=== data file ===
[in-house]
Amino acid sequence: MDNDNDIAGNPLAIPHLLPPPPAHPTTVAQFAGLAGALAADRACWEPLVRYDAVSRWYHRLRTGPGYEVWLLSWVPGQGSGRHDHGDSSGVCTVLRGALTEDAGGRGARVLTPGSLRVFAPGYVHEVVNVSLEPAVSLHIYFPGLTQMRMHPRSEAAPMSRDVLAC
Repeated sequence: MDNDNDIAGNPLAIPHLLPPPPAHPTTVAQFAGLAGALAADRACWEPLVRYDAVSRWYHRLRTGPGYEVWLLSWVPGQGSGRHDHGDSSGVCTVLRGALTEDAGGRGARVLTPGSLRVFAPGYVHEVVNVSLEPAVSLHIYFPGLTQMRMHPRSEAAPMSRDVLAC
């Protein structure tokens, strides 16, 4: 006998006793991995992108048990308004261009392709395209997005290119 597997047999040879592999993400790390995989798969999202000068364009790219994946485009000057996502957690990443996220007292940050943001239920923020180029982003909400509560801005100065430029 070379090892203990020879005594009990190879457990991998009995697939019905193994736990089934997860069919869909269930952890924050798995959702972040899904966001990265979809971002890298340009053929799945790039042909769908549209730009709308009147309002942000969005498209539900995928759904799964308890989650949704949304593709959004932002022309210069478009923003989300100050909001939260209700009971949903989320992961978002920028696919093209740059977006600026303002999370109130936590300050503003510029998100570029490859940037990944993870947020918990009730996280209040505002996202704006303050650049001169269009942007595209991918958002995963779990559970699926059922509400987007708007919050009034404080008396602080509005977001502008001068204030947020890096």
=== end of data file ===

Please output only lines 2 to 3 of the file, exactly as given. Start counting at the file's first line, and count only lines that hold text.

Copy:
Amino acid sequence: MDNDNDIAGNPLAIPHLLPPPPAHPTTVAQFAGLAGALAADRACWEPLVRYDAVSRWYHRLRTGPGYEVWLLSWVPGQGSGRHDHGDSSGVCTVLRGALTEDAGGRGARVLTPGSLRVFAPGYVHEVVNVSLEPAVSLHIYFPGLTQMRMHPRSEAAPMSRDVLAC
Repeated sequence: MDNDNDIAGNPLAIPHLLPPPPAHPTTVAQFAGLAGALAADRACWEPLVRYDAVSRWYHRLRTGPGYEVWLLSWVPGQGSGRHDHGDSSGVCTVLRGALTEDAGGRGARVLTPGSLRVFAPGYVHEVVNVSLEPAVSLHIYFPGLTQMRMHPRSEAAPMSRDVLAC